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on February 12, 1998
_Philosophy in a New Key_ treats with a wide range of deep philosophical issues, but Langer writes in a clear, accessible style, so that the book should be both intelligible and enjoyable for a wide audience.
The book starts with the proposition that the questions we ask are more important than the answers we give, since the questions determine the potential range of answers and the shape of the world we live in. It ends by proposing a critically defensible way to deal with the "loss of meaning" which Galilean natural science's "disenchantment of the world" has brought about.
Although written in 1948, _Philosophy in a New Key_ remains vital today. Indeed, in key ways it still remains (alas...) ahead of *our* time.
A truly great -- humane -- work.
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Written in the 40's, but still as valid today as ever. Not exactly PC in style or language usage, but none better for clear and concise description of the human philosophical/mental condition. As we start to scratch the surface of our gray matter in the upcoming years, this theory of the mind gives us a thorough understanding of where we are. We are symbol creating creatures and that defines us as we are constantly defining our surroundings.
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on March 16, 2012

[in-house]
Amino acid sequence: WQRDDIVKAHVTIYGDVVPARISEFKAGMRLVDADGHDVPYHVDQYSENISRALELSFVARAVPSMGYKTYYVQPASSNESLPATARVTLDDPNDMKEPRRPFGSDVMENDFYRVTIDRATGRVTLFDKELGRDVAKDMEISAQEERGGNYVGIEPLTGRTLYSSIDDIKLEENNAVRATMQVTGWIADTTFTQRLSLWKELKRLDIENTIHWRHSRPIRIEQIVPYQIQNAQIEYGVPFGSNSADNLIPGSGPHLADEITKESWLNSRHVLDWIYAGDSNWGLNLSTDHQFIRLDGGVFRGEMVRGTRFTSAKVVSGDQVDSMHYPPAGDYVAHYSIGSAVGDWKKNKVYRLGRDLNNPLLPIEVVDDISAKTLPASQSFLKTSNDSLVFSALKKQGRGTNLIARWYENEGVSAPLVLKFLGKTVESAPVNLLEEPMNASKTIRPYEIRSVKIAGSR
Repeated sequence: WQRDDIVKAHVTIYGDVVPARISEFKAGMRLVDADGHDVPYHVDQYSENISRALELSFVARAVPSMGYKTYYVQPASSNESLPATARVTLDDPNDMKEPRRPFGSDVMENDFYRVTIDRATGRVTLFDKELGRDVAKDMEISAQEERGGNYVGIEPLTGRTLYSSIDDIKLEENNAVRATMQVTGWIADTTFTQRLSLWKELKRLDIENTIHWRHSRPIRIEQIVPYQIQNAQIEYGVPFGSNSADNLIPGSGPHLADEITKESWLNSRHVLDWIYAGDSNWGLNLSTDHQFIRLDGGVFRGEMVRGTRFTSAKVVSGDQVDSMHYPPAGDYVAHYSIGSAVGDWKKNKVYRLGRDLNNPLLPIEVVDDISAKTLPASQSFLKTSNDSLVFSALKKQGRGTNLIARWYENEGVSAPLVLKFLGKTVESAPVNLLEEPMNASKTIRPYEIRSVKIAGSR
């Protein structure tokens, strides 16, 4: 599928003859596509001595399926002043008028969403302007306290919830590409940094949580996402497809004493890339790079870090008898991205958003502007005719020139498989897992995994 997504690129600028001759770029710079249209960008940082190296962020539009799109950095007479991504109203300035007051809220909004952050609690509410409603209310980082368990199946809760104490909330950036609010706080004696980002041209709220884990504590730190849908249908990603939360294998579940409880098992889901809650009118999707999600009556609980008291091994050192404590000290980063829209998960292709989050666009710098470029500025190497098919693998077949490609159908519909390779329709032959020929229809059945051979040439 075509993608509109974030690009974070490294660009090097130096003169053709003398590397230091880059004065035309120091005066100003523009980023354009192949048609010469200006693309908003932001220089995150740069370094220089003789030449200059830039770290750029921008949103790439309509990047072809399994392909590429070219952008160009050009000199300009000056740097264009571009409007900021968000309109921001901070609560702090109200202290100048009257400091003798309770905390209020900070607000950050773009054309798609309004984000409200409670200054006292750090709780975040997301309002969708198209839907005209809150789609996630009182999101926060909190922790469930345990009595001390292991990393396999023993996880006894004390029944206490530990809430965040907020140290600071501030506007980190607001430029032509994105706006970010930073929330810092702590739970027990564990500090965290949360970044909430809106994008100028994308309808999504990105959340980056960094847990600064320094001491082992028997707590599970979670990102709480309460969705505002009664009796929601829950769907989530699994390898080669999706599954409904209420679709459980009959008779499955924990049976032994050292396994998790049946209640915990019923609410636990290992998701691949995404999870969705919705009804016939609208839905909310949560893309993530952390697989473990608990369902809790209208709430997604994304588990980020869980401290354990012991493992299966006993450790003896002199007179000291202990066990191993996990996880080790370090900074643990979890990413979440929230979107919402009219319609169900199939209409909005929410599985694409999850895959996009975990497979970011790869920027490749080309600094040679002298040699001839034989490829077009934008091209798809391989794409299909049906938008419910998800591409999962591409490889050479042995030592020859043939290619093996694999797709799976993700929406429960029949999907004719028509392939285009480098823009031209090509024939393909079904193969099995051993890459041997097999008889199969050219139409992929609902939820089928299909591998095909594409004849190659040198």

Philosophy in a New Key was a seminal work in my thinking when I first read it more than fifty years ago. Suzanne Langer's dictum that the way we propose a question in large measure determines the answers we arrive at was an early formulation of the modern advice to "think outside the box." I recently finished reading Earl Doherty's book, The Jesus Puzzle. He posed the question, "Was Jesus of Nazareth a historical character?" He provides a very cogent argument that the Jesus of the Bible was in fact a literary allegory that combined ideas of a Christ figure current in some circles in the first century C.E. with the legend of Jesus circulating among Christian sects and that Jesus Christ was a historicized version of these ideas. When fully developed over time, the Jesus story became the source of orthodox Christian theology. By adhering closely to his hypothesis, Doherty thoroughly debunks the gospels as History, but in doing so he entirely avoids the question of the meaning of the Bible as allegory. This, Langer would argue, is symptomatic of modern scientific inquiry that seeks only verifiable "facts." "Science," she writes, "is an intellectual scheme for handling facts, a vast and relatively stable context in which whole classes of facts may be understood. But is is not the most decisive expression of realistic thinking; that is the new 'historical sense.' Not our better knowledge of what are the facts of history- there is no judging that- but the passion for running down evidence, all the evidence, the unbiased, objective evidence for specifically dated and located events, without distortion, hypothesis, or interpretation- the faith in the attainability and value of pure fat is that surest symptom; the ideal of truth which made the whole past generation of historians believe that in archives as such there was does sum up the attitude of that mighty and rather terrible person, the Modern Man, toward the world; the complete submission to what he conceives as 'hard, cold fact.' To exchange fictions, faiths, and 'constructed systems' for facts is his supreme value; hence his periodic outbursts of 'debunking' traditions religious or legendary; his satisfaction with stark realism in literature, his suspicion and impatience of poetry; and perhaps on the naive uncritical level of the average mentality, the passion for news- news of any sort, if only it purports to be so; which, paradoxically enough, makes us peculiarly easy victims to propaganda. Where a former age would have judged persuasive oratory largely on its origins in God or Devil, i.e. in the right or wrong camp, we profess to judge it on the merit of alleged facts, and fall to the party that can muster the most spectacular 'cases.'" Upon further reflection, Langer believes that "pure Science" is not the real culprit for ignoring metaphorical meaning behind its findings. Rather, it is the historian of ideas. "It is the historical mind, rather than the scientific (in the physicist's sense) that destroyed the mythical orientation of European culture; the historian, not the mathematician introduced the 'higher criticism,' the standard of actual facts." She points out that philosophical meanings are often rejected by the scientific mind as outside the realm of "hard" science, which deals in provable fact. If Doherty had posed is question differently, if he had asked, "What is the meaning of the New Testament stories," instead of "what are the historical facts, he would have written an entirely different book. Of course, historical investigation, not philosophical interpretation of facts, was his avowed objective. The point Langer would make is that scientific investigation in general is intrinsically a fact-finding endeavor, to the detriment of finding "deeper meaning" in the facts exposed. Too often science looks at phenomena but does not see below their surface.